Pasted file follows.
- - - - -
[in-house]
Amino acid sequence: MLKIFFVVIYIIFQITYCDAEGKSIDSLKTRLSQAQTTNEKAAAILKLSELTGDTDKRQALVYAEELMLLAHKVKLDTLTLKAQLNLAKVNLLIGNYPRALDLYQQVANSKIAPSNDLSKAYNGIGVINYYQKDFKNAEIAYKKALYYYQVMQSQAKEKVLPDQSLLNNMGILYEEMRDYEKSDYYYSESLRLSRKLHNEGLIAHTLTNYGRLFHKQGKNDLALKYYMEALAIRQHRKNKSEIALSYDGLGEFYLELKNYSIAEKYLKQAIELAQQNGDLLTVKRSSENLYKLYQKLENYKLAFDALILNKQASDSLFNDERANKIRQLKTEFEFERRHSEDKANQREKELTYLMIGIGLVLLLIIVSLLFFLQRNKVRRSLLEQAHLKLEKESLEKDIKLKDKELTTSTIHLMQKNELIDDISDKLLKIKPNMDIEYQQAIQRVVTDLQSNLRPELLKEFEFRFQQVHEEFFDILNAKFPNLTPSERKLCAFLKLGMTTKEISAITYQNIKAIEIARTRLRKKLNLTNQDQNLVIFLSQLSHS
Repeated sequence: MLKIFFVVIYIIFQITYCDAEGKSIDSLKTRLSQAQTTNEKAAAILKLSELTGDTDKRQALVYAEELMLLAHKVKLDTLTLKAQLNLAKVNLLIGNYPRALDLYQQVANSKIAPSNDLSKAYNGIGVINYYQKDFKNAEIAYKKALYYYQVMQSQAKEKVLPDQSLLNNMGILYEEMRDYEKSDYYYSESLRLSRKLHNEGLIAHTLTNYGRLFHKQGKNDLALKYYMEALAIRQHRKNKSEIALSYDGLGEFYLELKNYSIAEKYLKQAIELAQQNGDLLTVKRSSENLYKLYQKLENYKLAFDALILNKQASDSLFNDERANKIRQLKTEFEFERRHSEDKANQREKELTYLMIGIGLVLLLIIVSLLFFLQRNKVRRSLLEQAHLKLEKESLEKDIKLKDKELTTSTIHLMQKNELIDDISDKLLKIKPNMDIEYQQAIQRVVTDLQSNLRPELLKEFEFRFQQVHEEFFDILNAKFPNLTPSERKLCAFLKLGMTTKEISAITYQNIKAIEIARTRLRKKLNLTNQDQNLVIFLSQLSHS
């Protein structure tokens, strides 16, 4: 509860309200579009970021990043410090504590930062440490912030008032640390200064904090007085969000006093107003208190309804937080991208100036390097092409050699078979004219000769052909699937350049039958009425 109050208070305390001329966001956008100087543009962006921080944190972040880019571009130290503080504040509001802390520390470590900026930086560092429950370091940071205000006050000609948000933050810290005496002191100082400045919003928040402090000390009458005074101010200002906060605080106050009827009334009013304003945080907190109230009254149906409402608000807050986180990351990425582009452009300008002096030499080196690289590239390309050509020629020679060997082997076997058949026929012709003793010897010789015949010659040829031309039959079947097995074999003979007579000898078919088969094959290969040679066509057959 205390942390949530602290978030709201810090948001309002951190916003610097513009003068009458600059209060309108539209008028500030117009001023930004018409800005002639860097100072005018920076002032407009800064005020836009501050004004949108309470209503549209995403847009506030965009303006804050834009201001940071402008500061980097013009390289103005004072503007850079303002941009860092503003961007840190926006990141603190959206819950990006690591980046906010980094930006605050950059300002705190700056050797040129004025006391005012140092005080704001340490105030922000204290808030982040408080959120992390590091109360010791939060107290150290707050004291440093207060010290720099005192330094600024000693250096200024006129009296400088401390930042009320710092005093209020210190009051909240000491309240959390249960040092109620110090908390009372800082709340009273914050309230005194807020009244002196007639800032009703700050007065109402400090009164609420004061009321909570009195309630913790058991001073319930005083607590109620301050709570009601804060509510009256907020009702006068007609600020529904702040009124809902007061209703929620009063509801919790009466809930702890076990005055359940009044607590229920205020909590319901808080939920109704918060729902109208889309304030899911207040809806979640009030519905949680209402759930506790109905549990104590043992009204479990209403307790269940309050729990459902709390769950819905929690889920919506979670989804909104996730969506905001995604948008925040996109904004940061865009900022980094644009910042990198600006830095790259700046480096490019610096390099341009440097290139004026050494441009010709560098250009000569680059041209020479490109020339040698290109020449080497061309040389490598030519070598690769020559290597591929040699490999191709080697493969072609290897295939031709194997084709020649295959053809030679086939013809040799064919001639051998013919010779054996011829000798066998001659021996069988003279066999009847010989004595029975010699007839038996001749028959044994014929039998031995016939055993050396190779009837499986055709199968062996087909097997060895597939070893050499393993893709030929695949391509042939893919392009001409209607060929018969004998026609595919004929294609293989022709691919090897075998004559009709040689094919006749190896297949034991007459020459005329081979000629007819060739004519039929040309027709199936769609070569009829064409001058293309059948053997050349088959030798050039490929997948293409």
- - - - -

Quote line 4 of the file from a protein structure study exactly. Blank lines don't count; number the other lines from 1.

């Protein structure tokens, strides 16, 4: 509860309200579009970021990043410090504590930062440490912030008032640390200064904090007085969000006093107003208190309804937080991208100036390097092409050699078979004219000769052909699937350049039958009425 109050208070305390001329966001956008100087543009962006921080944190972040880019571009130290503080504040509001802390520390470590900026930086560092429950370091940071205000006050000609948000933050810290005496002191100082400045919003928040402090000390009458005074101010200002906060605080106050009827009334009013304003945080907190109230009254149906409402608000807050986180990351990425582009452009300008002096030499080196690289590239390309050509020629020679060997082997076997058949026929012709003793010897010789015949010659040829031309039959079947097995074999003979007579000898078919088969094959290969040679066509057959 205390942390949530602290978030709201810090948001309002951190916003610097513009003068009458600059209060309108539209008028500030117009001023930004018409800005002639860097100072005018920076002032407009800064005020836009501050004004949108309470209503549209995403847009506030965009303006804050834009201001940071402008500061980097013009390289103005004072503007850079303002941009860092503003961007840190926006990141603190959206819950990006690591980046906010980094930006605050950059300002705190700056050797040129004025006391005012140092005080704001340490105030922000204290808030982040408080959120992390590091109360010791939060107290150290707050004291440093207060010290720099005192330094600024000693250096200024006129009296400088401390930042009320710092005093209020210190009051909240000491309240959390249960040092109620110090908390009372800082709340009273914050309230005194807020009244002196007639800032009703700050007065109402400090009164609420004061009321909570009195309630913790058991001073319930005083607590109620301050709570009601804060509510009256907020009702006068007609600020529904702040009124809902007061209703929620009063509801919790009466809930702890076990005055359940009044607590229920205020909590319901808080939920109704918060729902109208889309304030899911207040809806979640009030519905949680209402759930506790109905549990104590043992009204479990209403307790269940309050729990459902709390769950819905929690889920919506979670989804909104996730969506905001995604948008925040996109904004940061865009900022980094644009910042990198600006830095790259700046480096490019610096390099341009440097290139004026050494441009010709560098250009000569680059041209020479490109020339040698290109020449080497061309040389490598030519070598690769020559290597591929040699490999191709080697493969072609290897295939031709194997084709020649295959053809030679086939013809040799064919001639051998013919010779054996011829000798066998001659021996069988003279066999009847010989004595029975010699007839038996001749028959044994014929039998031995016939055993050396190779009837499986055709199968062996087909097997060895597939070893050499393993893709030929695949391509042939893919392009001409209607060929018969004998026609595919004929294609293989022709691919090897075998004559009709040689094919006749190896297949034991007459020459005329081979000629007819060739004519039929040309027709199936769609070569009829064409001058293309059948053997050349088959030798050039490929997948293409």